Formula 1’s Director of Motorsports Ross Brawn says Zandvoort’s banked corners could be used as a blueprint when assessing the design of other circuits.
Zandvoort returned to the calendar last weekend after a 36-year absence and reprofiled several corners in anticipation of the Dutch Grand Prix.
The most significant alterations came at Turn 3 and Turn 14, with 19-degree banking added to both corners, prompting drivers to evaluate various lines through the former.
Brawn believes its success means a similar approach could be adopted elsewhere in the future.
“When we looked at the venue in the very early days, four or five years ago, the nature of the track was challenging,” said Brawn.
“I’m sure it was former F1 Race Director Charlie Whiting who initially suggested that perhaps we could look at introducing banking.
“With the team we have at Formula 1, we started to explore those options and found that introducing steeped sections would give us a strong feature and give us a straight that with the use of DRS would increase the opportunity for overtaking into Turn 1.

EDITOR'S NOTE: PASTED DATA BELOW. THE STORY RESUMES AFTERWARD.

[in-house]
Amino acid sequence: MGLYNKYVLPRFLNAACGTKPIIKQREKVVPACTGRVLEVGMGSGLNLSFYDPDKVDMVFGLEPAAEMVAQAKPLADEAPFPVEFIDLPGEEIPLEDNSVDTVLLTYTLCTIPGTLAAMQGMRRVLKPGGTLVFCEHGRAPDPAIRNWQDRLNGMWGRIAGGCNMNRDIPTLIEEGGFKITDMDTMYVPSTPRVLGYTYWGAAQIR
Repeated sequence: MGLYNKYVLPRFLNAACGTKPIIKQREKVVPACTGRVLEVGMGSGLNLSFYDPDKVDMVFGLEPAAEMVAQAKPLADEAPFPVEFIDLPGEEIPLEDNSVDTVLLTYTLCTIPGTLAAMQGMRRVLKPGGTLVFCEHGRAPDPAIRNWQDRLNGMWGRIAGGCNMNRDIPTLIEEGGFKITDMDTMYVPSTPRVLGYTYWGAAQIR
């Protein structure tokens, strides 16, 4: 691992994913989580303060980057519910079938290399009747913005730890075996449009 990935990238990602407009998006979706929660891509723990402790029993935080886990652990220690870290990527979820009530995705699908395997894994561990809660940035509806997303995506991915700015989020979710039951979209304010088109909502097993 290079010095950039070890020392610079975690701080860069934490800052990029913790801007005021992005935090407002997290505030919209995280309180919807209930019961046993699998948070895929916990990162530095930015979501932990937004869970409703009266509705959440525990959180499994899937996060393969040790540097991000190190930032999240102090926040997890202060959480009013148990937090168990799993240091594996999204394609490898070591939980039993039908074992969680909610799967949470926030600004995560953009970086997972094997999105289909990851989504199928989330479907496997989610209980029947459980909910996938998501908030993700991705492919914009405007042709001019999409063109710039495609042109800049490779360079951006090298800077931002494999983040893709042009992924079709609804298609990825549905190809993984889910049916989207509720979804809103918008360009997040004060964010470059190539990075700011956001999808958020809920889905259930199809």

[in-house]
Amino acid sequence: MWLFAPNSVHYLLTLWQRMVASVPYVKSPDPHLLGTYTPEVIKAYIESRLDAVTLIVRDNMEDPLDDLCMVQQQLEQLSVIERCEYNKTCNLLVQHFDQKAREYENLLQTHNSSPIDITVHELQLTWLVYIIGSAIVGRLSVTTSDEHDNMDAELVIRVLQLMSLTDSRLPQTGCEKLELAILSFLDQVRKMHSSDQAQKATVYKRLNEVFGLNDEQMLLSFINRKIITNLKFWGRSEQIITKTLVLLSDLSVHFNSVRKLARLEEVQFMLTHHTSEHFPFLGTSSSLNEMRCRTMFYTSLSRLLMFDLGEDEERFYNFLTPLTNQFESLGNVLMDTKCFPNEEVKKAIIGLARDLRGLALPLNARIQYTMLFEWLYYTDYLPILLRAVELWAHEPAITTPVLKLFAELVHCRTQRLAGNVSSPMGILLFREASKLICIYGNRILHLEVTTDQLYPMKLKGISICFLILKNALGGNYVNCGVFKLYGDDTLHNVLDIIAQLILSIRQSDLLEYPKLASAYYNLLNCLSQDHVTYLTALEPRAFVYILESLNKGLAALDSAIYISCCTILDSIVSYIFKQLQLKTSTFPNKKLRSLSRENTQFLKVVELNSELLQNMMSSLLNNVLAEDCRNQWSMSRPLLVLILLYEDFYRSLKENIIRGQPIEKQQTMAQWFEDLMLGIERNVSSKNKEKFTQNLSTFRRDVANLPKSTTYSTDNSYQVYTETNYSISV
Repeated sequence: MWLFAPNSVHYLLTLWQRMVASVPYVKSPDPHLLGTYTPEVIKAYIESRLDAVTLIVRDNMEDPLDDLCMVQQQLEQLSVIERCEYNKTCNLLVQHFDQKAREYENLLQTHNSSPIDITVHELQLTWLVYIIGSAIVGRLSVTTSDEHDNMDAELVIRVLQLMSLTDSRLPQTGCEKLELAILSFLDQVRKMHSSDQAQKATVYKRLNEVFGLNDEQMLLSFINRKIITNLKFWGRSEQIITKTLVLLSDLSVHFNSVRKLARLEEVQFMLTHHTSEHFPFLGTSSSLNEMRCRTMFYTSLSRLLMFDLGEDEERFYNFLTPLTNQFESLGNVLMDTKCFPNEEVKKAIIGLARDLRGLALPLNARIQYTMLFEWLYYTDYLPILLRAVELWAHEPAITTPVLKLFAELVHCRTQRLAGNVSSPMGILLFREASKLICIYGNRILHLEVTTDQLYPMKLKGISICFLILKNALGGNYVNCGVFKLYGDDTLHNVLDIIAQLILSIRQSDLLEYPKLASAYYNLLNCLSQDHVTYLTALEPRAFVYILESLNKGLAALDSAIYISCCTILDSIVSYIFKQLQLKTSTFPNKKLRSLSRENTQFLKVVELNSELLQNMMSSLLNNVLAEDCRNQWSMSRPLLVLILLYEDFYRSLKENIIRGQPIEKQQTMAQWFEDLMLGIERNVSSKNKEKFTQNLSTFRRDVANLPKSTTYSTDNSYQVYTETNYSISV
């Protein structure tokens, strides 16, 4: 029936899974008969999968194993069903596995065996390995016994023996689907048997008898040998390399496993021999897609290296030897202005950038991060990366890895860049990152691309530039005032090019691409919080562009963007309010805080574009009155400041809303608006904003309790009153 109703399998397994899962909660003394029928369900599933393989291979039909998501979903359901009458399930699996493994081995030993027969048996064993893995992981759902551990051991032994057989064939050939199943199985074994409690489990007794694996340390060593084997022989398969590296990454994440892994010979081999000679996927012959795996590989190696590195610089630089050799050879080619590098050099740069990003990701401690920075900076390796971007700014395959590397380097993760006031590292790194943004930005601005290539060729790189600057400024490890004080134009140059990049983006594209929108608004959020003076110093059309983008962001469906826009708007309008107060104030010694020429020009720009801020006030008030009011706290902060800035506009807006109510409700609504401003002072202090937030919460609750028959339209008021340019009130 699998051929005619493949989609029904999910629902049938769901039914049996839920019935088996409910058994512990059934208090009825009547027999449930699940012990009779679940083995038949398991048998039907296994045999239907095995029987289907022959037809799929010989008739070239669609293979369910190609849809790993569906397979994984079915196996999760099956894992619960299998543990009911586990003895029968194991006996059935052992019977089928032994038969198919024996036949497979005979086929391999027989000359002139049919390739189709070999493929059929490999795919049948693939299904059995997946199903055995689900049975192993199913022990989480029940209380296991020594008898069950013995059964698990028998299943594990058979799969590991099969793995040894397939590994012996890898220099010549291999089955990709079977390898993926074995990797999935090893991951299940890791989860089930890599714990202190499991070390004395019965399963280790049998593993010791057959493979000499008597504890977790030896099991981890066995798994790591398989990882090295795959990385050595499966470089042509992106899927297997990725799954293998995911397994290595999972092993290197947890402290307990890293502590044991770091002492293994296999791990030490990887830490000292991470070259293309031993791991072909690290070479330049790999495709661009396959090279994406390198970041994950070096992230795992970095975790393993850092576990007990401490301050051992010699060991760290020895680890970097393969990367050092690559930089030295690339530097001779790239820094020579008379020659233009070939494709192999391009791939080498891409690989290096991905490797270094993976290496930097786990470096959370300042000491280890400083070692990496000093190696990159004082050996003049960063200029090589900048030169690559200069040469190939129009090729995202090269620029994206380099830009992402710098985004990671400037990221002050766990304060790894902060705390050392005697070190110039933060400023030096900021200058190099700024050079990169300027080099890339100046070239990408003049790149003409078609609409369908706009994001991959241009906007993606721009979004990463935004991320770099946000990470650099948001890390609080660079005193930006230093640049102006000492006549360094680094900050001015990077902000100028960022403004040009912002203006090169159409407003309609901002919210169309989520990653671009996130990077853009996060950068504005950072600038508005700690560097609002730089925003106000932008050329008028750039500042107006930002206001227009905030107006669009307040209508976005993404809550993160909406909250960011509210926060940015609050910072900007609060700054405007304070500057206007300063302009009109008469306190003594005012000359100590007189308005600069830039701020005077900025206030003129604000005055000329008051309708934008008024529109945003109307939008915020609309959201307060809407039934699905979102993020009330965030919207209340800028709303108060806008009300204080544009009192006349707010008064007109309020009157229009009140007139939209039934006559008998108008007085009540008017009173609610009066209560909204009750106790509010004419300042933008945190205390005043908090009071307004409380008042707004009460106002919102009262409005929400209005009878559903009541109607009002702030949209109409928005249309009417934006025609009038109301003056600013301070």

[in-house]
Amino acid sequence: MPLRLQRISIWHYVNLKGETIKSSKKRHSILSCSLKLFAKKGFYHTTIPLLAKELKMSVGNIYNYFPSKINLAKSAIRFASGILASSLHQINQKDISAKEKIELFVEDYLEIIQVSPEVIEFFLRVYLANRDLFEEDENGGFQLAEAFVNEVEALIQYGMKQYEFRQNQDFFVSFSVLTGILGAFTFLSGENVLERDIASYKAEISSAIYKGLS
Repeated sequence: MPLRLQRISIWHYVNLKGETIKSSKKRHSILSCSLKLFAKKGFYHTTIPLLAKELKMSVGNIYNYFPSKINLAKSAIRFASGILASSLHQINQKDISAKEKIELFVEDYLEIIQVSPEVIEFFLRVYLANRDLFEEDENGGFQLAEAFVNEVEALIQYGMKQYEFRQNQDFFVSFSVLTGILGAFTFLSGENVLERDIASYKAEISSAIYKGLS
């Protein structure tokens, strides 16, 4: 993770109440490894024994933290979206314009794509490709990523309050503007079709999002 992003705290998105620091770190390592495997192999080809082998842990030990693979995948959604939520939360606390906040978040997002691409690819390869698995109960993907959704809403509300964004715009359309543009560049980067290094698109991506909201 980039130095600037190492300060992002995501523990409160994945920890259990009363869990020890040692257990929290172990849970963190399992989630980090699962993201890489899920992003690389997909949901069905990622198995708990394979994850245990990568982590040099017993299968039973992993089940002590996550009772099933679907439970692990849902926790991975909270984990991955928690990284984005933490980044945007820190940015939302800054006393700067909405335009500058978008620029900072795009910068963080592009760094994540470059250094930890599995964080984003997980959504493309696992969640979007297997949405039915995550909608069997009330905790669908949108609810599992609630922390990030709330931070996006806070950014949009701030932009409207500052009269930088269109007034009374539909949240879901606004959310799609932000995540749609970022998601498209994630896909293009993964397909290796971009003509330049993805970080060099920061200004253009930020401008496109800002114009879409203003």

“We worked on the design, increasing the banking in several corners. It adds a feature which drivers love and it’s great for fans and spectators so it’s something we are very pleased with.
“The circuit architects Dromo did a great job executing it. It was fantastic the promoters had the confidence and conviction to do it.
“I am extremely pleased with how the circuit worked out and hope it gives us confidence to continue with the philosophy and culture for circuit design which we have been evolving the last few years.”
The activation point of the pit straight’s DRS zone was placed after the exit of Turn 14 but Brawn is hopeful that it can be extended for Zandvoort’s 2022 race.
“It’s a tight track to overtake but possible – as we saw several times on Sunday,” said Brawn.
“I’m hopeful and optimistic that next year when we can extend the DRS activation zone to prior to the banking of the final corner and we have new cars, we can create a bit more opportunity to pass.”